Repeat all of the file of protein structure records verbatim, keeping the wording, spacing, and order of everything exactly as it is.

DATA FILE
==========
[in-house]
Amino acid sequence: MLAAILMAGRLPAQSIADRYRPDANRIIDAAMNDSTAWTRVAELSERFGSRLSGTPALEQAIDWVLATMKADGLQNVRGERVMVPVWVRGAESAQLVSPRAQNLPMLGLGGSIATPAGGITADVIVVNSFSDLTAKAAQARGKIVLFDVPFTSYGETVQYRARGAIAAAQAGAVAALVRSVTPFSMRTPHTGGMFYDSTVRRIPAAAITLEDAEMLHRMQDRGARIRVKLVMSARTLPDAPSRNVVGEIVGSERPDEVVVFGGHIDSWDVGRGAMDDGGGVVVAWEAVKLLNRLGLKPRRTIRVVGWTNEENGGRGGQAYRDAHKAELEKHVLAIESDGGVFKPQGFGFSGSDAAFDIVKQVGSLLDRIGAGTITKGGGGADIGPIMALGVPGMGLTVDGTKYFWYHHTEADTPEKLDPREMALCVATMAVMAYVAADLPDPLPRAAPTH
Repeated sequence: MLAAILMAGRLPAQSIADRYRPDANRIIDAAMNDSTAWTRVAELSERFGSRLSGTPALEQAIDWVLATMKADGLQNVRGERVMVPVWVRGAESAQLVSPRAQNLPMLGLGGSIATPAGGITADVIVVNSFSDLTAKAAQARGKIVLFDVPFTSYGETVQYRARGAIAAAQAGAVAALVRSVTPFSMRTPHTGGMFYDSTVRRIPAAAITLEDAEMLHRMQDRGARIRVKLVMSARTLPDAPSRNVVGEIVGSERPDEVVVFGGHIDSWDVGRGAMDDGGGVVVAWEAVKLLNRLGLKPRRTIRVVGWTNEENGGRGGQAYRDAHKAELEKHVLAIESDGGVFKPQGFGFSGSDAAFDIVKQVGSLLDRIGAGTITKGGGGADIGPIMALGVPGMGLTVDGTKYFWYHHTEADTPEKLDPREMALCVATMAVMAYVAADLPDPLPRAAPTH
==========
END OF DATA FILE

[in-house]
Amino acid sequence: MLAAILMAGRLPAQSIADRYRPDANRIIDAAMNDSTAWTRVAELSERFGSRLSGTPALEQAIDWVLATMKADGLQNVRGERVMVPVWVRGAESAQLVSPRAQNLPMLGLGGSIATPAGGITADVIVVNSFSDLTAKAAQARGKIVLFDVPFTSYGETVQYRARGAIAAAQAGAVAALVRSVTPFSMRTPHTGGMFYDSTVRRIPAAAITLEDAEMLHRMQDRGARIRVKLVMSARTLPDAPSRNVVGEIVGSERPDEVVVFGGHIDSWDVGRGAMDDGGGVVVAWEAVKLLNRLGLKPRRTIRVVGWTNEENGGRGGQAYRDAHKAELEKHVLAIESDGGVFKPQGFGFSGSDAAFDIVKQVGSLLDRIGAGTITKGGGGADIGPIMALGVPGMGLTVDGTKYFWYHHTEADTPEKLDPREMALCVATMAVMAYVAADLPDPLPRAAPTH
Repeated sequence: MLAAILMAGRLPAQSIADRYRPDANRIIDAAMNDSTAWTRVAELSERFGSRLSGTPALEQAIDWVLATMKADGLQNVRGERVMVPVWVRGAESAQLVSPRAQNLPMLGLGGSIATPAGGITADVIVVNSFSDLTAKAAQARGKIVLFDVPFTSYGETVQYRARGAIAAAQAGAVAALVRSVTPFSMRTPHTGGMFYDSTVRRIPAAAITLEDAEMLHRMQDRGARIRVKLVMSARTLPDAPSRNVVGEIVGSERPDEVVVFGGHIDSWDVGRGAMDDGGGVVVAWEAVKLLNRLGLKPRRTIRVVGWTNEENGGRGGQAYRDAHKAELEKHVLAIESDGGVFKPQGFGFSGSDAAFDIVKQVGSLLDRIGAGTITKGGGGADIGPIMALGVPGMGLTVDGTKYFWYHHTEADTPEKLDPREMALCVATMAVMAYVAADLPDPLPRAAPTH